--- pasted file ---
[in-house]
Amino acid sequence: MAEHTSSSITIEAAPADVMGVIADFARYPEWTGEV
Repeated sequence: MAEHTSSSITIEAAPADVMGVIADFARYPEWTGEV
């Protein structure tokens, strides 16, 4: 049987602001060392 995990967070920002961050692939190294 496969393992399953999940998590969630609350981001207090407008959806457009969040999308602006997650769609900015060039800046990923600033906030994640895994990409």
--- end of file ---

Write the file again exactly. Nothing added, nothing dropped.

[in-house]
Amino acid sequence: MAEHTSSSITIEAAPADVMGVIADFARYPEWTGEV
Repeated sequence: MAEHTSSSITIEAAPADVMGVIADFARYPEWTGEV
């Protein structure tokens, strides 16, 4: 049987602001060392 995990967070920002961050692939190294 496969393992399953999940998590969630609350981001207090407008959806457009969040999308602006997650769609900015060039800046990923600033906030994640895994990409």